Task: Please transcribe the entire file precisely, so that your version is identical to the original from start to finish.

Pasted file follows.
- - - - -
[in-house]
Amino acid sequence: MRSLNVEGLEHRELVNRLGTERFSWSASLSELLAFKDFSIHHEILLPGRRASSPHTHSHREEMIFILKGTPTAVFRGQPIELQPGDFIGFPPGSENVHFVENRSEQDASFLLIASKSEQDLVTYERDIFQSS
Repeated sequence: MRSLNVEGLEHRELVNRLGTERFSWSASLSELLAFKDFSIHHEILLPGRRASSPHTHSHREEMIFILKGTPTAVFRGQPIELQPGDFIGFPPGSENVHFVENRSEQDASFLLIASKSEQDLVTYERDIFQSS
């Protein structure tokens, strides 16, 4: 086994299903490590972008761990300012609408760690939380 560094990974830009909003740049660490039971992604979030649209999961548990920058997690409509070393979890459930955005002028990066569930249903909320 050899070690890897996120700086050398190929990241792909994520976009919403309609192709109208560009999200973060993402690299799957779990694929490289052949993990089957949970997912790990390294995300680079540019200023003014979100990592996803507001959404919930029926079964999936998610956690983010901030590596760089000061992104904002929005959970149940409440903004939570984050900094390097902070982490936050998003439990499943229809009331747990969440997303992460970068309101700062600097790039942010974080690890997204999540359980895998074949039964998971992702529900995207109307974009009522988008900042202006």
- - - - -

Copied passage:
[in-house]
Amino acid sequence: MRSLNVEGLEHRELVNRLGTERFSWSASLSELLAFKDFSIHHEILLPGRRASSPHTHSHREEMIFILKGTPTAVFRGQPIELQPGDFIGFPPGSENVHFVENRSEQDASFLLIASKSEQDLVTYERDIFQSS
Repeated sequence: MRSLNVEGLEHRELVNRLGTERFSWSASLSELLAFKDFSIHHEILLPGRRASSPHTHSHREEMIFILKGTPTAVFRGQPIELQPGDFIGFPPGSENVHFVENRSEQDASFLLIASKSEQDLVTYERDIFQSS
């Protein structure tokens, strides 16, 4: 086994299903490590972008761990300012609408760690939380 560094990974830009909003740049660490039971992604979030649209999961548990920058997690409509070393979890459930955005002028990066569930249903909320 050899070690890897996120700086050398190929990241792909994520976009919403309609192709109208560009999200973060993402690299799957779990694929490289052949993990089957949970997912790990390294995300680079540019200023003014979100990592996803507001959404919930029926079964999936998610956690983010901030590596760089000061992104904002929005959970149940409440903004939570984050900094390097902070982490936050998003439990499943229809009331747990969440997303992460970068309101700062600097790039942010974080690890997204999540359980895998074949039964998971992702529900995207109307974009009522988008900042202006």